A crowd of vibrantly dressed festival attendees stand in line at a hydration station at Austin City Limits Music Festival. They clutch their hydroflasks as they anxiously wait to fill their bottles and get to the first stage of the day.
Bringing a reusable water bottle is one of the many ways that ACL supports various sustainable practices. The festival is participating in a music industry campaign called
#BYOBottle which encourages festivalgoers to avoid buying plastic bottles at events. According to the 2018 ACL environmental report, 809,646 bottles were refilled at various hydration stations.
They also encourage walking, biking or busing to the festival. Austin Culture Map stated that the research done by Julie’s Bicycle showed that 68% of carbon emissions at festivals are a direct result of attendee travel. ACL has a partnership with Austin B-Cycle, the bike rental service, and encourages sustainable routes for travel in order to curve these numbers.
While ACL advises festivalgoers to be environmentally conscious, they also partner with the Austin Parks Foundation, a nonprofit focused on maintaining and developing Austin’s parks. According to ACL’s 2018 environmental report, in two weekends alone, ACL helped raise $5.1 million for the foundation.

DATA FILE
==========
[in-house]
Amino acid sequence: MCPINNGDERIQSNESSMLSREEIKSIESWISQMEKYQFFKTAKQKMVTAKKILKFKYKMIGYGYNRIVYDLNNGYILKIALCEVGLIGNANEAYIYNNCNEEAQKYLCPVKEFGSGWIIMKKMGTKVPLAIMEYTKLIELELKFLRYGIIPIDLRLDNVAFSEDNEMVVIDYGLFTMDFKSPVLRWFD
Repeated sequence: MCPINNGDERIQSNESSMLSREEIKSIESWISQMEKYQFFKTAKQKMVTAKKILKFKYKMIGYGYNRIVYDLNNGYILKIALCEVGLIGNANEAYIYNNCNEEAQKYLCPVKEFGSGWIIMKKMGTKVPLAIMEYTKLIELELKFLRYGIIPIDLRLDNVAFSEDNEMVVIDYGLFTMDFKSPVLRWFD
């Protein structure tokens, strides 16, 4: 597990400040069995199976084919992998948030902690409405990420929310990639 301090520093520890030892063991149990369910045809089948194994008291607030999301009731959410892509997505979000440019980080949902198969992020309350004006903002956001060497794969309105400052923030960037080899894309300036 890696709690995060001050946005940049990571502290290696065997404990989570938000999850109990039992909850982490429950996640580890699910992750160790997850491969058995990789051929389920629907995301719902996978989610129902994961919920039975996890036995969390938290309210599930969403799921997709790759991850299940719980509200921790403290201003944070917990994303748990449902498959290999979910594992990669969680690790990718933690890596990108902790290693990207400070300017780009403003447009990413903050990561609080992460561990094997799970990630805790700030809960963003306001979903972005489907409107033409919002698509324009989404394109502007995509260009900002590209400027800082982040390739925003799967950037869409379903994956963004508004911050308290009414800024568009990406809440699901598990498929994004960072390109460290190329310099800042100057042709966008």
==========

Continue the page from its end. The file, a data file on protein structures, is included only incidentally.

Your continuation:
Attendees can also keep Zilker Park clean by discarding waste in the appropriate bins and participating in the festival’s “Rock & Recycle” program in partnership with the foundation. ACL has banned nonrecyclables, such as styrofoam and plastic, and is incentivizing attendees to recycle by giving out festival merch to those who collect recyclable items.
The 2018 environmental report showed that participation in the program enabled 7,900 festival attendees to get their hands on festival merchandise through recycling efforts in 2018. Over both weekends, the foundation reported that it collected 112 tons of recycling and 16 tons of composting in total. As a result, ACL’s environmental report showed that 34% of the waste from the festival was diverted from landfills.
Additionally, ACL donated $5 million to the Auditorium Shores Renovation Project, $2.5 million to the Zilker Park Lawn Restoration and Tree Care Project and $1 million to the Republic Square Renovation.
The festival reported that they donated 2,350 pounds of festival materials to various nonprofits.
ACL has taken many steps toward lessing their environmental impact, but many of those initiatives require the help of festivalgoers. While cheering on artists, fans can do their part to lessen the environmental burden of this event.